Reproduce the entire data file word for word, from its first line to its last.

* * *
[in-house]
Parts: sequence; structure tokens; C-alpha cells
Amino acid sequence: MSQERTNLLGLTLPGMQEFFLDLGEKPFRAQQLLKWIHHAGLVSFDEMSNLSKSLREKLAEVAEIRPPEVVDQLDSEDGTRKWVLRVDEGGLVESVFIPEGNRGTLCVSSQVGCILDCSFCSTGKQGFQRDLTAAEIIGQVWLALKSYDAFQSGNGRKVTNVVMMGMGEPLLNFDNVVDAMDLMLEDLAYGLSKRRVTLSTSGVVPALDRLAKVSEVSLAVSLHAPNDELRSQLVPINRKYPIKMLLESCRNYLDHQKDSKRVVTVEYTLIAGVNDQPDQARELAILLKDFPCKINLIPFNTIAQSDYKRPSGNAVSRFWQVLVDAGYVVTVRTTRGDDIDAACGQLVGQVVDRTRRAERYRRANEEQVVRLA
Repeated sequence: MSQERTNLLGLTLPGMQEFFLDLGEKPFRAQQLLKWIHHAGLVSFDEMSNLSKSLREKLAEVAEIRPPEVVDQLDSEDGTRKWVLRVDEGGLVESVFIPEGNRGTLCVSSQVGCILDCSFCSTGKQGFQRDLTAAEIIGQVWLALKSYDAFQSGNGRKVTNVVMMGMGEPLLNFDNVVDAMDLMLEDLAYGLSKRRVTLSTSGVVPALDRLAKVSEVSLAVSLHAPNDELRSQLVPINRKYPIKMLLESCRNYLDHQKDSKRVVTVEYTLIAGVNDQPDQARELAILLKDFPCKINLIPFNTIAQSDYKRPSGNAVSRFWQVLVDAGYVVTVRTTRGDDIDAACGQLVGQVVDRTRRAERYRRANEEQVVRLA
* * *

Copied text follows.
[in-house]
Parts: sequence; structure tokens; C-alpha cells
Amino acid sequence: MSQERTNLLGLTLPGMQEFFLDLGEKPFRAQQLLKWIHHAGLVSFDEMSNLSKSLREKLAEVAEIRPPEVVDQLDSEDGTRKWVLRVDEGGLVESVFIPEGNRGTLCVSSQVGCILDCSFCSTGKQGFQRDLTAAEIIGQVWLALKSYDAFQSGNGRKVTNVVMMGMGEPLLNFDNVVDAMDLMLEDLAYGLSKRRVTLSTSGVVPALDRLAKVSEVSLAVSLHAPNDELRSQLVPINRKYPIKMLLESCRNYLDHQKDSKRVVTVEYTLIAGVNDQPDQARELAILLKDFPCKINLIPFNTIAQSDYKRPSGNAVSRFWQVLVDAGYVVTVRTTRGDDIDAACGQLVGQVVDRTRRAERYRRANEEQVVRLA
Repeated sequence: MSQERTNLLGLTLPGMQEFFLDLGEKPFRAQQLLKWIHHAGLVSFDEMSNLSKSLREKLAEVAEIRPPEVVDQLDSEDGTRKWVLRVDEGGLVESVFIPEGNRGTLCVSSQVGCILDCSFCSTGKQGFQRDLTAAEIIGQVWLALKSYDAFQSGNGRKVTNVVMMGMGEPLLNFDNVVDAMDLMLEDLAYGLSKRRVTLSTSGVVPALDRLAKVSEVSLAVSLHAPNDELRSQLVPINRKYPIKMLLESCRNYLDHQKDSKRVVTVEYTLIAGVNDQPDQARELAILLKDFPCKINLIPFNTIAQSDYKRPSGNAVSRFWQVLVDAGYVVTVRTTRGDDIDAACGQLVGQVVDRTRRAERYRRANEEQVVRLA